The Repository @ St. Cloud State

Open Access Knowledge and Scholarship

Date of Award


Culminating Project Type


Degree Name

Cultural Resources Management Archaeology: M.S.




College of Liberal Arts

First Advisor

Mark P. Muñiz

Second Advisor

Rob B. Mann

Third Advisor

Sandrine A. Zerbib

Creative Commons License

Creative Commons License
This work is licensed under a Creative Commons Attribution-Noncommercial-No Derivative Works 4.0 License.

Keywords and Subject Headings

survey, looting, cultural resource heritage preservation, archaeology


This research was conducted with the purpose of gathering and analyzing qualitative and quantitative data related to archaeological looting and public opinion regarding archaeology and cultural heritage preservation legislation in Wyoming. Areas of the state in which impacts of looting are most prevalent and the trends in these activities, as well as statewide trends, were identified. Randomly selected residents (n = 2,040) in these areas were then targeted by an anonymous survey, which was implemented with the purpose of assessing public knowledge pertaining to cultural resource legislation and archaeology. The anonymous survey was also distributed to Wyoming Archaeological Society and Wyoming Association of Professional Archaeologists members to serve as a comparison, as knowledge regarding archaeology and cultural resource legislation was expected to be higher amongst these groups.

Despite current and prior preservation efforts, archaeological looting and vandalism remains a prevalent issue within the state of Wyoming. Varying perspectives exist as to why these activities occur; whether or not the public knows of cultural heritage preservation laws; methods that should be employed to reduce looting/vandalism; types of sites that are most impacted by these activities, and general trends over the past 20 years. However, prior to now, no known state-specific research into such trends in these activities and the public’s perceptions and attitudes towards archaeology and cultural resources has been conducted. The research conducted for this thesis provides qualitative and quantitative insight into these activities and public perceptions and can serve as a basis for future research.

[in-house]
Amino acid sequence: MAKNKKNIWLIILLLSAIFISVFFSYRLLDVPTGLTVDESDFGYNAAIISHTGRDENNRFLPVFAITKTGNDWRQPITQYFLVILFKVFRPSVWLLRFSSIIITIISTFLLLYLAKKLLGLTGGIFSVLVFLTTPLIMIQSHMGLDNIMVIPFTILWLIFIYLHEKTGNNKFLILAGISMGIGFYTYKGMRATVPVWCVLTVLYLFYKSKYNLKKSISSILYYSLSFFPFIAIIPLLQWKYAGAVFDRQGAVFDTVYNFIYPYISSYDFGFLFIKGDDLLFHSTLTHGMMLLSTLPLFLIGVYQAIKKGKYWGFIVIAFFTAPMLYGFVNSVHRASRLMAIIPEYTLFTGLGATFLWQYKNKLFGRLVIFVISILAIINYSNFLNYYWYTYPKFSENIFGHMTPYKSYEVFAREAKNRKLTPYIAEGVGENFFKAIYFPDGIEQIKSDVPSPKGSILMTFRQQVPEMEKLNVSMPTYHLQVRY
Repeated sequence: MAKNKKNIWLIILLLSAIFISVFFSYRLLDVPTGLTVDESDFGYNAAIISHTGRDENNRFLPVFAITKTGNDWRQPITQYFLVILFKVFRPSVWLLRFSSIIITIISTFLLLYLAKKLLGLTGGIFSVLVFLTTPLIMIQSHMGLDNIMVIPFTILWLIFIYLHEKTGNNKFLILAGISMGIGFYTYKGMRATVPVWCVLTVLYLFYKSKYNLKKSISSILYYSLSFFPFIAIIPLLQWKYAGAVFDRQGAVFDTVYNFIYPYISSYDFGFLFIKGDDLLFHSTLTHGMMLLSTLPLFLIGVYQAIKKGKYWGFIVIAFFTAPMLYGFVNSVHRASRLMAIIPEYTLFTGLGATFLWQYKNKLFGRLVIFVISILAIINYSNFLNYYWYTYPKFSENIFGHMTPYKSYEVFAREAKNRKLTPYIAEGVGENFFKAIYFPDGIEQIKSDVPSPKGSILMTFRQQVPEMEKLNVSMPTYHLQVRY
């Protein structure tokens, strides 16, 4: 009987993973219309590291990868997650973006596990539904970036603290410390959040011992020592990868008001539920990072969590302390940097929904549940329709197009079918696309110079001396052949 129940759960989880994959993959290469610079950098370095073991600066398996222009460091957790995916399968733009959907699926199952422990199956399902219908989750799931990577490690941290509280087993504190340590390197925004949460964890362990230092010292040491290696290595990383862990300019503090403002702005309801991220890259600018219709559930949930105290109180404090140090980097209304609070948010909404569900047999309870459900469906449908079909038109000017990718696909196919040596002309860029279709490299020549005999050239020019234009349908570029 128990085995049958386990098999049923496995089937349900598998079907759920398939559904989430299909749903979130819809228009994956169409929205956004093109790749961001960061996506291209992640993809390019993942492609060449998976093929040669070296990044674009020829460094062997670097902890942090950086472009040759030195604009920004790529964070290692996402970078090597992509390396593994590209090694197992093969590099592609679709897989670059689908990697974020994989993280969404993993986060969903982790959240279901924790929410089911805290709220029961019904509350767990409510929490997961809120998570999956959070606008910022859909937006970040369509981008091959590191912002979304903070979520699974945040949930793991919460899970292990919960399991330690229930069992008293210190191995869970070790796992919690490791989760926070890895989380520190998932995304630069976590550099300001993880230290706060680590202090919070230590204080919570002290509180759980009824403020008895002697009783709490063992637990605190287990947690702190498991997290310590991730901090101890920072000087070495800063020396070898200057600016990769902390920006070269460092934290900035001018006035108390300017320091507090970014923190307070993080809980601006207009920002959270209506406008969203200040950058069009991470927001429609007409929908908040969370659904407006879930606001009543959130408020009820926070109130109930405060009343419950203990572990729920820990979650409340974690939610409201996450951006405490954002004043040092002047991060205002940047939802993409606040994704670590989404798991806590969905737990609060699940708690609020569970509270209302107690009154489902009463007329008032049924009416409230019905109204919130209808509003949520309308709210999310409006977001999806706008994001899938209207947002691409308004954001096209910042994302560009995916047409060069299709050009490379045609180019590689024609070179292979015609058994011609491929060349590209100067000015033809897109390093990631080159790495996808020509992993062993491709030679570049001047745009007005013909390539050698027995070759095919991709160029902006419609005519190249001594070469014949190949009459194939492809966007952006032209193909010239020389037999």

The findings indicate a general lack of knowledge pertaining to cultural resource legislation and archaeology amongst the public respondents, which is likely associated with the increased looting activities within the areas in which they reside. However, the majority of the public is generally interested in archaeology and cultural resources and feels that archaeology makes important contributions, which include preserving the past for future generations, providing data for research on past cultures, and educating modern society about other cultures. Concepts of private property rights are directly evident in the results and overall, level of education and age play an important role in respondent knowledge. The most significant outcome of this research is that the knowledge it has provided regarding the public’s attitudes and perceptions related to archaeology and cultural resources can be utilized to key in on specific issues or areas, which can be targeted to influence positive change.


I am deeply appreciative of many people for the assistance and guidance they provided throughout the planning stages and completion of this thesis research. First, I would like to recognize my thesis committee members for their constant feedback and enthusiasm with regard to this project: Dr. Sandrine Zerbib, Dr. Rob Mann, and my committee chair, Dr. Mark Muñiz. I am also deeply indebted to Randy Kolb and his graduate staff at the SCSU Statistics Consulting and Research Center for their assistance, interest, and overall dedication to this project. Without their help I would still be entering, organizing, testing, and analyzing results.

I would also like to thank the following people, in no particular order, for their contributions:

  • Ross Hilman and the Wyoming Cultural Records Office, for providing statewide WYCRIS data.
  • SWCA GIS Specialist, Bryan Swindell, his assistance with WYCRO digital datasets and their interpretation.
  • Carolyn Buff, Executive Secretary/Treasurer of the Wyoming Archaeological Society, for her suggestions and for supplying the email listings of current members.
  • Mike Bies, Carolyn Buff, Martin McAllister, Paul Sanders, Larry Todd, Dave Vlcek, and Danny Walker, for providing their thoughts and perspectives, and for allowing me to incorporate them as part of this project.
  • Kathy Boden, Pat Bower, Bonnie Bruce, Richard Currit, Joe Daniele, Kolleen Kralick, Tom Lincoln, Karen Mudar, Molly Westby, and Judy Wolf for sharing their professional insights pertaining to looting and vandalism within the state and allowing me to incorporate them.
  • Thomas K. Larson, my former employer, for his support and financial assistance that aided in the completion of this program.
  • SWCA Environmental Consultants (Sheridan Office) and St. Cloud State University’s Student Research Colloquium for the financial assistance and support of this research. Without this funding, this project would not have been possible.
  • A very special thanks goes out to my parents, family, friends, and coworkers, who spent countless hours helping me with the tedious/repetitive tasks involved in preparing the 2,040 surveys for distribution ~ and their belief in me, through it all.



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